Reformed Churchmen

We are Confessional Calvinists and a Prayer Book Church-people. In 2012, we remembered the 350th anniversary of the 1662 Book of Common Prayer; also, we remembered the 450th anniversary of John Jewel's sober, scholarly, and Reformed "An Apology of the Church of England." In 2013, we remembered the publication of the "Heidelberg Catechism" and the influence of Reformed theologians in England, including Heinrich Bullinger's Decades. For 2014: Tyndale's NT translation. For 2015, John Roger, Rowland Taylor and Bishop John Hooper's martyrdom, burned at the stakes. Books of the month. December 2014: Alan Jacob's "Book of Common Prayer" at: January 2015: A.F. Pollard's "Thomas Cranmer and the English Reformation: 1489-1556" at: February 2015: Jaspar Ridley's "Thomas Cranmer" at:

Tuesday, July 29, 2014

29 July 1579 A.D. Lutheran Niels Hemmingsen—Stripped of Position at Copenhagen University for Reformed Views of the Table

29 July 1579 A.D.  Lutheran Niels Hemmingsen—Stripped of Position at Copenhagen University for Reformed Views of the Table

Hutchinson, E.J. “July 29, 1579.”  Calvinistic International.  29 Jul 2014.  Accessed 29 Jul 2014.

July 29, 1579

Today is an important day in the history of the Church.

Ok, I suppose that’s not entirely accurate; but it’s important to me, so I’m going to post about it anyway.

July 29 is the anniversary of the day on which the Lutheran Niels Hemmingsen, at the time Denmark’s most famous intellectual and academic and held in high esteem by King Frederick II, was stripped of his position at the University of Copenhagen for espousing increasingly “Calvinist” views of the Lord’s Supper in a couple of theological works. Hemmingsen probably would not have had a problem if it had not been for the complaints of German agitators in Saxony, which happened to be governed by Frederick’s brother-in-law Augustus, Elector of Saxony.

Trygve Skarsten explains what happened:

It is clear…that in 1571 Hemmingsen attacked the Gnesio-Lutherans and the doctrine of ubiquity in his Demonstratio indubitatae veritatis de Domino Jesu. The following year an extended visit from some Saxon crypto-Calvinist teachers laid the groundwork for the impending crisis. In 1574, in a large dogmatic work entitled Syntagma institutionum Christianarum, Hemmingsen openly hailed the Calvinist doctrine of the Lord’s Supper.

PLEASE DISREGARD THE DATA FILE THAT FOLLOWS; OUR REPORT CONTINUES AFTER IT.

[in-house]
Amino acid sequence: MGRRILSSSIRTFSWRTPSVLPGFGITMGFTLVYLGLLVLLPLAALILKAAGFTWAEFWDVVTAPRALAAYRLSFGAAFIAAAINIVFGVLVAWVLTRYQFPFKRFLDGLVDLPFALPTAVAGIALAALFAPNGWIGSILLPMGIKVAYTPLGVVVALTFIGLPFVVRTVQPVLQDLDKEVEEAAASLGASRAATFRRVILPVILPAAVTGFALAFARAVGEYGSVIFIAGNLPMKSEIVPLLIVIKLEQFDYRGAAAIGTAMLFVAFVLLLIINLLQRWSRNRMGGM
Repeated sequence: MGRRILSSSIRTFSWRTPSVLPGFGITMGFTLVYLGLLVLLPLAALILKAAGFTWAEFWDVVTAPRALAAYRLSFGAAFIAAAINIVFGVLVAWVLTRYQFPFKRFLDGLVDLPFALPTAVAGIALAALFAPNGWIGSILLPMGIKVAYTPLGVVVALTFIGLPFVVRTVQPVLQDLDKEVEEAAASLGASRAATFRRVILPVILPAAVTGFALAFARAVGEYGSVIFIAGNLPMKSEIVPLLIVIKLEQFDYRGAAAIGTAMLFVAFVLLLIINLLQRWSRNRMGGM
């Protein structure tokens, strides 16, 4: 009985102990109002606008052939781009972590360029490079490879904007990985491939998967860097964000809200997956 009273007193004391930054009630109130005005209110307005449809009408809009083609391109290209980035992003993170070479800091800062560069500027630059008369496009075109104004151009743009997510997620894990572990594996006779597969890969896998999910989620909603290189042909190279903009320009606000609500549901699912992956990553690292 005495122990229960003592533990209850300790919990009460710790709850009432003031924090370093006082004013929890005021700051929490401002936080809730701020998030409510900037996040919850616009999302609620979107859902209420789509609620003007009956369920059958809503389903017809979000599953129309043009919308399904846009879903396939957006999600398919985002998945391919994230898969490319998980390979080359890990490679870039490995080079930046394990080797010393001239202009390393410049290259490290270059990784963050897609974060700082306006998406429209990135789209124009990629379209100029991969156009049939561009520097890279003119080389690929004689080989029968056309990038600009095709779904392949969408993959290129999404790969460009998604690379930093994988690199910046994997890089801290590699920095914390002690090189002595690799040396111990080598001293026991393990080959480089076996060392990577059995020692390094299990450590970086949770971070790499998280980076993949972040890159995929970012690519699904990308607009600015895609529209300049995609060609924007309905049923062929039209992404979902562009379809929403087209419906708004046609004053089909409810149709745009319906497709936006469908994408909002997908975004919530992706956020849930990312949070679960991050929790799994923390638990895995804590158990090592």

So strong was his support and following in Denmark that nothing would have come of all this had it not been for complaints from abroad. About this time the ardent Lutheran Elector Augustus of Saxony (brother-in-law of King Frederick of Denmark) was seeking to rid his territory of crypto-Calvinism only to have the Wittenberg Philippist theologians invoke the writings of Hemmingsen. A plot to import Calvinism into Saxony was also uncovered by the elector. When the defendants were questioned, they cited the views of Hemmingsen, whom they had recently visited in Copenhagen. A complaint was immediately lodged with Frederick II who called upon Hemmingsen to renounce his position on the Lord’s Supper. Although it was very difficult for Hemmingsen, he finally conceded in 1576 so that the Danish Church could be free of any suspicion of false teaching. It was clear that he still held to the Variata Augustana, the altered Augsburg Confession as modified by Melanchthon in 1540 and 1542. Continued accusations came from Germany regarding Hemmingsen’s ongoing teaching career. Finally on July 29, 1579, the king dismissed him from his position as professor, and recommended that he leave Copenhagen and take up residence in Roskilde.

But that wasn’t quite the end of the story; Hemmingsen neither burned out nor faded away:

Far from fading away, Hemmingsen’s works continued to come off the printing presses, and his fame only increased, especially in Calvinist sections of Europe where he was looked upon as a kind of martyr. The king continued to seek him out for counsel and guidance on difficult questions. (Trygve R. Skarsten, “The Reaction in Scandinavia,” in Discord, Dialogue, and Concord, ed. Lewis W. Spitz and Wenzel Lohff [Philadelphia: Fortress Press, 1977], 139-40).

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